Well done UK council chief executives.
They’re having a summit in October to think about the future of the important services local authorities provide. Their debate will be structured around five propositions you can find on the web site they’ve set up to prepare for the event.
One thing they didn’t anticipate (who did?) will surely inform their deliberations – the “riots”.
I was pondering this as I checked out their site and in particular their
Proposition 4 Public services in a networked world
Although they can’t have intended it, this is absolutely central to what happened in England (media, Twitterers, politicians, foreign commentators et al please note – England, and even then only parts of England, not UK).
Spurred by this thought I dropped a note on the web site concerned. Being of an economical and sustainable cast of mind I thought an expanded version might have a wider interest.
My thoughts started with something I’ve already looked at on this blog – the performance of the UK government Directgov portal during the disturbances. That led me to thinking about social media and four distinct groups.
Central government itself
Given my other blog post it probably needs least comment of all here. My characterisation of it to the chief execs was
An apparent social media paralysis…Directgov, their web portal, and its Twitter feed remained supine over the first few days of the riots
My own trawls did not reveal any hugely systematic or proactive use of the web and social media by councils, councillors or council chief executives. Was I reading the wrong sources (let me know)? I found three honourable exceptions.
The leader of Lambeth council was out and about in Brixton the morning after their disturbance and blogged about what he saw. It had the smack of authenticity about it rather than the dead hand of PR
I was astonished to find Ms Cupcake, owner of a bakery on Brixton’s Coldharbour Lane, out in Brixton this morning handing out brightly-coloured iced cakes. She told me this was no day to sell cakes, and she wanted to show the world the true face of Brixton –smiling, generous, and big-hearted.
The chief executive of Haringey wrote for his peers about his experience on the SOLACE web site and the Guardian’s Public leaders network gave it a wider audience. A thoughtful piece that concluded
I would love to close with some coherent thoughts on how we move on from this but as I reflect on the events of the last few days both here and across the country – reading the reports of the damage to our street maintenance depot which was attacked last night – I find myself like many others wondering how we got to this point.
I watched for council Tweets on the situation but few crossed my path amidst the thousands tumbling out, initially tagged #londonriots then #ukriots (but see comment on “UK” above). An ironic exception was the prolific Twitterer Ruth Hyde @relhyde, chief executive of Broxtowe Borough Council. Ironic because they’ve had no reported troubles. But they’re next door to Nottingham which did and she’s been keeping her followers up to date, most recently with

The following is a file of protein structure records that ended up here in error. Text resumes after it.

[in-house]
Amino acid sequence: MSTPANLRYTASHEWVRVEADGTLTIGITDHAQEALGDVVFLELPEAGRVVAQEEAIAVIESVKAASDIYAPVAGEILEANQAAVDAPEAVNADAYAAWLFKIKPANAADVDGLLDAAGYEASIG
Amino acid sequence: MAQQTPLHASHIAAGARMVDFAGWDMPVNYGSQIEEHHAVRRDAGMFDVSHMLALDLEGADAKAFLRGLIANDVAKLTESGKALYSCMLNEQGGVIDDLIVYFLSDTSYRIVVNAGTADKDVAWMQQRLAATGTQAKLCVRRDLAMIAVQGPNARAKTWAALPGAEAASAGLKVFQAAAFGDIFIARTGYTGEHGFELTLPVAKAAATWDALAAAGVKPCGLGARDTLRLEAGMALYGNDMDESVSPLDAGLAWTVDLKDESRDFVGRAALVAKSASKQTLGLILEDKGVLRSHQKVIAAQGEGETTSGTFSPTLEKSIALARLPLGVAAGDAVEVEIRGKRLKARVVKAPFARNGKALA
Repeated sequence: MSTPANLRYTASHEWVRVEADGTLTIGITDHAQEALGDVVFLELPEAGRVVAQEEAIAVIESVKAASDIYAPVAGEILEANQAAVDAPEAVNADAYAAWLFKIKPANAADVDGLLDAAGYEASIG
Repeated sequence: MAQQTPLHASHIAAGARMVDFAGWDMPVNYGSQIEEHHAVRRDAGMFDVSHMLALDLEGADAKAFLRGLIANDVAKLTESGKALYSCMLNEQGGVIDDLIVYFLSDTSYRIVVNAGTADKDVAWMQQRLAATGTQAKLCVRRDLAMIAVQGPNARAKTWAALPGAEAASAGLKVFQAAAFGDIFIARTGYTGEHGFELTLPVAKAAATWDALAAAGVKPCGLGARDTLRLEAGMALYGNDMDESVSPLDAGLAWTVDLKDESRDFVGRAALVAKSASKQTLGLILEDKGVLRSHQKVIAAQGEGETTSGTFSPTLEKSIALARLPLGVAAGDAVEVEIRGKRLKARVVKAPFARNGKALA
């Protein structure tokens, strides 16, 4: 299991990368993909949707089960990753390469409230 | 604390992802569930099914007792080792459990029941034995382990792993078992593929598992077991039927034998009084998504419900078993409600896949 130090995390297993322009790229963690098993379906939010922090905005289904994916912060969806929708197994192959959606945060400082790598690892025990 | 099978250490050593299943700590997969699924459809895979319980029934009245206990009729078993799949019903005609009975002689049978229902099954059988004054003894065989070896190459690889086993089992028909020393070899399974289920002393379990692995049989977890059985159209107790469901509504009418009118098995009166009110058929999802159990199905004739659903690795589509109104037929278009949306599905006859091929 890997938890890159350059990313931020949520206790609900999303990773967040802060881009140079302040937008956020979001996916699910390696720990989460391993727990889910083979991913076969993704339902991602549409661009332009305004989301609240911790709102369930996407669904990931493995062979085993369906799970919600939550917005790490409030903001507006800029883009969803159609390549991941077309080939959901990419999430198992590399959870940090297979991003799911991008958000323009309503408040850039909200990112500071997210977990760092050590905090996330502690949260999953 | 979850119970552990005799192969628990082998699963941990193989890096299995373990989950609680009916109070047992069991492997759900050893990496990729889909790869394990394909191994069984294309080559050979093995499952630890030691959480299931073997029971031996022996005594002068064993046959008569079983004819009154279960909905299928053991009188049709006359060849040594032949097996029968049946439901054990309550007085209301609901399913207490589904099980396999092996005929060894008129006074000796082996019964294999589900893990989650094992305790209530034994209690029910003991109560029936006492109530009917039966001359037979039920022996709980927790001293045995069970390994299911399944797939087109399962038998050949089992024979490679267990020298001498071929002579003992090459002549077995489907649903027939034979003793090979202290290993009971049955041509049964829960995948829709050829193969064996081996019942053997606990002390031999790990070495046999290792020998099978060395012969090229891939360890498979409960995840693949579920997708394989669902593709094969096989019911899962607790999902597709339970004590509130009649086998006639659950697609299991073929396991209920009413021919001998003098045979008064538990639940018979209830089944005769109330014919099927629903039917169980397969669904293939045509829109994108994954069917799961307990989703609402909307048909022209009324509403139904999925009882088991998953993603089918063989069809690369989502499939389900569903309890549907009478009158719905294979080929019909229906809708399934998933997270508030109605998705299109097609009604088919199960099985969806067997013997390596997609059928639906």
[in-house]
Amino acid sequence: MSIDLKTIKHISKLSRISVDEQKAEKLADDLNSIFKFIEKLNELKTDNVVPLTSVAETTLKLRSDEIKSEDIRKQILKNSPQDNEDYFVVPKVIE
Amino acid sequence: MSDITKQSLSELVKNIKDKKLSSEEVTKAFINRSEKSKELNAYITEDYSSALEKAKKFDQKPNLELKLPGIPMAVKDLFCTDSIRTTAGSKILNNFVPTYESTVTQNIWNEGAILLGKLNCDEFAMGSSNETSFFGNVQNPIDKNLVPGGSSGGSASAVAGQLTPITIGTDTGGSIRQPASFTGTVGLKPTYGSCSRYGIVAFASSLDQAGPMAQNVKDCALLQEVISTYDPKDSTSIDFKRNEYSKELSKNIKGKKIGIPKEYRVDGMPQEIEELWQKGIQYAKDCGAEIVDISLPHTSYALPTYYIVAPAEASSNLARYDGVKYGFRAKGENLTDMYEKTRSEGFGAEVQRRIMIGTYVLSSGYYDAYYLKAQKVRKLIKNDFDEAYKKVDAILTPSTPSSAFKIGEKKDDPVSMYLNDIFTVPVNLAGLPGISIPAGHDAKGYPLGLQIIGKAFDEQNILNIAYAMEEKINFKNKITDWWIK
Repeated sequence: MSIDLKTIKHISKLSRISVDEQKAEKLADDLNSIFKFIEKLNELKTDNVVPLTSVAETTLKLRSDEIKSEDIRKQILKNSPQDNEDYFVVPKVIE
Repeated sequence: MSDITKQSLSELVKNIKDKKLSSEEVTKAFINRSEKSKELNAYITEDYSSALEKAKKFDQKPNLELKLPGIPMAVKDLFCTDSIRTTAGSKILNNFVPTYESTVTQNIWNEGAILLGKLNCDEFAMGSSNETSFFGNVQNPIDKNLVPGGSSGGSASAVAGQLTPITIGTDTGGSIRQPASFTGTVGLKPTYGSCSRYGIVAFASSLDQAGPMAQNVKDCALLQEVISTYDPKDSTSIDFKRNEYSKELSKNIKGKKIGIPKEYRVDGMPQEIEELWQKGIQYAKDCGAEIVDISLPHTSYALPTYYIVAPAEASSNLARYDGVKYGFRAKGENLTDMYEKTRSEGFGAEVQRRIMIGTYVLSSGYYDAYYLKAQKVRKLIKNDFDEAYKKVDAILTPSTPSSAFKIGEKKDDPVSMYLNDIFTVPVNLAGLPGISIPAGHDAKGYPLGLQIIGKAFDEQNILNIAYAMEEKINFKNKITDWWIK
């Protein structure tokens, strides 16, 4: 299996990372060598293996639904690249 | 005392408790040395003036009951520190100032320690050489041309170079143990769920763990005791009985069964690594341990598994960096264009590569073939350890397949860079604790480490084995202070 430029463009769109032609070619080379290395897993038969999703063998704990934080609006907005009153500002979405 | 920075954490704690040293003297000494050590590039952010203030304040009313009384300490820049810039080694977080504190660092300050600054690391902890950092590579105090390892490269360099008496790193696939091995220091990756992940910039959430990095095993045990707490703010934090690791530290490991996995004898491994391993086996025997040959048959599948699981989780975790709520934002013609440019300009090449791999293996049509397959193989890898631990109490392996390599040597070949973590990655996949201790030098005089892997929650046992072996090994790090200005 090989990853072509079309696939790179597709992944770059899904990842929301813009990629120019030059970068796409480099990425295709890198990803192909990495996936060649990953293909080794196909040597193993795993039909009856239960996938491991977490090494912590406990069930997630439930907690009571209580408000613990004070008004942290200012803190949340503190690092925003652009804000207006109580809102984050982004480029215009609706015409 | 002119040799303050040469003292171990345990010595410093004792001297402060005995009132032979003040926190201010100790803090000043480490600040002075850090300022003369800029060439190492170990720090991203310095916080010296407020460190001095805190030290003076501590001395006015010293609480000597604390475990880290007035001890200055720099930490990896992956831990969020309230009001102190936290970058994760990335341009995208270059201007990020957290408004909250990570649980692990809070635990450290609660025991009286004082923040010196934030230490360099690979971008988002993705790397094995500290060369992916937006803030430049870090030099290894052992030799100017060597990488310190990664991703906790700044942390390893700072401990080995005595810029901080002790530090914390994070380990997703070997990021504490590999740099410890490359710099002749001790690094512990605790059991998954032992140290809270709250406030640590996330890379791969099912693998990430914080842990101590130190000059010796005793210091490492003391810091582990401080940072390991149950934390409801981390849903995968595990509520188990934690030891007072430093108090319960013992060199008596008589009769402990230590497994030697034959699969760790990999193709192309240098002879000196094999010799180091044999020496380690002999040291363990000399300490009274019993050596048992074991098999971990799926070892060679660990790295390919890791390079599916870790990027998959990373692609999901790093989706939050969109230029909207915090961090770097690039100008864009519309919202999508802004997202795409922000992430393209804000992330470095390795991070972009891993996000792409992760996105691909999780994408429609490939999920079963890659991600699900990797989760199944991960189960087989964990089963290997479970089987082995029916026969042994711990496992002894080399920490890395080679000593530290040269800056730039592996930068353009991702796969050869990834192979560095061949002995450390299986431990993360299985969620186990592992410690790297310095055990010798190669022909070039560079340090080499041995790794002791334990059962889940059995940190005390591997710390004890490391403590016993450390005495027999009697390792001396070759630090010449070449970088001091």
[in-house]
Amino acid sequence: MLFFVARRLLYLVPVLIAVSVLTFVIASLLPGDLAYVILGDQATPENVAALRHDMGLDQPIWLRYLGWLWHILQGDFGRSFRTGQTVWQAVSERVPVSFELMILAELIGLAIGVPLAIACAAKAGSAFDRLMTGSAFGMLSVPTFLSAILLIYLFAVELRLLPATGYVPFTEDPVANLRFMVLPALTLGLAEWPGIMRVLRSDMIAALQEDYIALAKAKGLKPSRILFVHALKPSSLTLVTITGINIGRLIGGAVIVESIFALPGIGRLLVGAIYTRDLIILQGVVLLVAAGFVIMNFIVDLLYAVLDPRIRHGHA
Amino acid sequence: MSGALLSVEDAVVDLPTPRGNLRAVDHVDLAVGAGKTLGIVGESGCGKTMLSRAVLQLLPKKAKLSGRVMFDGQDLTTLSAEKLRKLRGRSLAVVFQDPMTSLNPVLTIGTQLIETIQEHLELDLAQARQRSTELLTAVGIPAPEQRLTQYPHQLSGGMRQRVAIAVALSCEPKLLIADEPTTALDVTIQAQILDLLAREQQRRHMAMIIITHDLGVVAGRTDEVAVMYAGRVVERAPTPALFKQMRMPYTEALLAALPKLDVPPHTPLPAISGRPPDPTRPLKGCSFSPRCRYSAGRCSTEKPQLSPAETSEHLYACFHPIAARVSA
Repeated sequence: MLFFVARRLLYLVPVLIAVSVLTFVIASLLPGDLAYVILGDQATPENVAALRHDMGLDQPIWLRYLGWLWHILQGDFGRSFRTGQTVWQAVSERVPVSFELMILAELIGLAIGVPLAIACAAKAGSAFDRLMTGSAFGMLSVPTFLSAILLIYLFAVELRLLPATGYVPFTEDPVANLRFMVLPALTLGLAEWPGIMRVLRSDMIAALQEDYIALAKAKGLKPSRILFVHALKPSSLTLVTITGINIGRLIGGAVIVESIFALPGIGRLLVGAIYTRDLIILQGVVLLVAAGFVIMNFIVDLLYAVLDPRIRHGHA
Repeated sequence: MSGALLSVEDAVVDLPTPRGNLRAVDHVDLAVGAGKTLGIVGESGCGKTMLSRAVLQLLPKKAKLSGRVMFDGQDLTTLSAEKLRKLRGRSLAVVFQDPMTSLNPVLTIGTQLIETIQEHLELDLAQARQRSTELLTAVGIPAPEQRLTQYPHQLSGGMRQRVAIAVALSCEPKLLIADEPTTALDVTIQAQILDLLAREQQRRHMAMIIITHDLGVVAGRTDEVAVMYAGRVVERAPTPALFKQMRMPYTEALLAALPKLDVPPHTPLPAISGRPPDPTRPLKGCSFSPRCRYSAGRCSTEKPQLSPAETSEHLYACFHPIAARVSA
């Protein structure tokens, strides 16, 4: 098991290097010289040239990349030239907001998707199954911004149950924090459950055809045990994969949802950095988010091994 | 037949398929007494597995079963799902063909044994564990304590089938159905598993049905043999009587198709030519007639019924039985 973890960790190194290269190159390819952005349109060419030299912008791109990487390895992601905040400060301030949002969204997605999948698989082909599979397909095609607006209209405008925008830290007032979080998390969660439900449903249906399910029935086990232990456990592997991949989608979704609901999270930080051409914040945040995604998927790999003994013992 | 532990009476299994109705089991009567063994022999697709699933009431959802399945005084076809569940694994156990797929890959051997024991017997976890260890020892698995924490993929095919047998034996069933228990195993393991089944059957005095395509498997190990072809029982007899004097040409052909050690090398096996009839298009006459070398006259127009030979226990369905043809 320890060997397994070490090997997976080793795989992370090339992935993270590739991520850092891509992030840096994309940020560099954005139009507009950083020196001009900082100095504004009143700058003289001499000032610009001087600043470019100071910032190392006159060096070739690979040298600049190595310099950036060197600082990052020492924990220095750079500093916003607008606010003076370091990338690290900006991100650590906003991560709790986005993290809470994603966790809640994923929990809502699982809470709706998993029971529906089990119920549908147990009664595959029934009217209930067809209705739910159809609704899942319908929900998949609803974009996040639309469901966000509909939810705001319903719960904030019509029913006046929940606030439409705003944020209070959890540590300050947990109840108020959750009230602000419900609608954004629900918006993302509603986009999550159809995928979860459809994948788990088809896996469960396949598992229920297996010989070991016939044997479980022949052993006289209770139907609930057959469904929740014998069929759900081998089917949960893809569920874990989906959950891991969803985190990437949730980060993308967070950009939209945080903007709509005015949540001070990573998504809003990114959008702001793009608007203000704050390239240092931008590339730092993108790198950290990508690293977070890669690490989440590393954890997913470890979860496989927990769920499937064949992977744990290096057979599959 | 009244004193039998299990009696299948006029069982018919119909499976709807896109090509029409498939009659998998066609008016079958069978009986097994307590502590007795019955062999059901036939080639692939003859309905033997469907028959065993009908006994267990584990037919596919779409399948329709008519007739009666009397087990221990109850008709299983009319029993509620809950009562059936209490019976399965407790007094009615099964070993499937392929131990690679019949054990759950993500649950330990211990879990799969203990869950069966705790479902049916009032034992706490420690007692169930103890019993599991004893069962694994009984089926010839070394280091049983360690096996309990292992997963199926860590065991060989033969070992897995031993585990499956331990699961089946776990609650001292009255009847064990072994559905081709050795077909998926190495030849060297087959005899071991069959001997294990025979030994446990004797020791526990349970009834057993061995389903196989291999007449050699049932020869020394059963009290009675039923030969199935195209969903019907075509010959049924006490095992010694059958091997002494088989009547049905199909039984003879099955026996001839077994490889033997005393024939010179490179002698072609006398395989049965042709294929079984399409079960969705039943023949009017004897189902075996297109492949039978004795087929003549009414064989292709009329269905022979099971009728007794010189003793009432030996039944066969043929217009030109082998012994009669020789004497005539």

Riots updates with Police and partners. Great communication from Notts police, Nothing yet reported in Broxtowe.
Note the praise given to the police. She’s also been assiduous in re-tweeting their messages. She gets the point in a way that many don’t – to the point, a conversational tone, up to date and frequent (but not excessive) Tweeting, informal and friendly. A great example. You feel there’s a real person there not the junior member of a comms team. She deserves more followers (so get on over there and sign up) .
Rioters and would-be rioters
This is the group that’s had all the publicity. Not only their use of social media including Twitter and Blackberry messaging to co-ordinate (co-ordinate probably pitches it too high) their activities but also their Tweets and videos showing the results. So social media is immediately cast as the villian of the piece and bizarrely, for this particular business user, the Blackberry with its secure encrypted messaging in particular becomes a “problem”.
This for me has been the most inspiring use of social media in the current disturbances. Just as baddies can use it to communicate so can goodies. Hashtags like #riotcleanup and #riotwombles (love that) came out of nowhere and residents appeared on the streets almost instantly with brooms and dustpans to tidy up their own communities (although a big plus to many councils who were also mobilising their own resources for rapid clean ups). And elsewhere in cyberspace you could hardly blink before people had web sites up gathering photos of probable looters (innocent until proven guilty of course) for identifying and reporting to the police. This looked like the big society in action, although it has to be said without any credit due to the only begetter of the idea.
Which of these groups made most effective use of social media? You’d have to say central government was pathetic, councils good in parts but, sadly, the baddies were expert. The good news is that the positive community response was probably more expert (certainly more educated).
Nothing here about the police use (and monitoring, which we’ll probably never find out about in detail) of social media. That’s another story and someone else will need to tell it.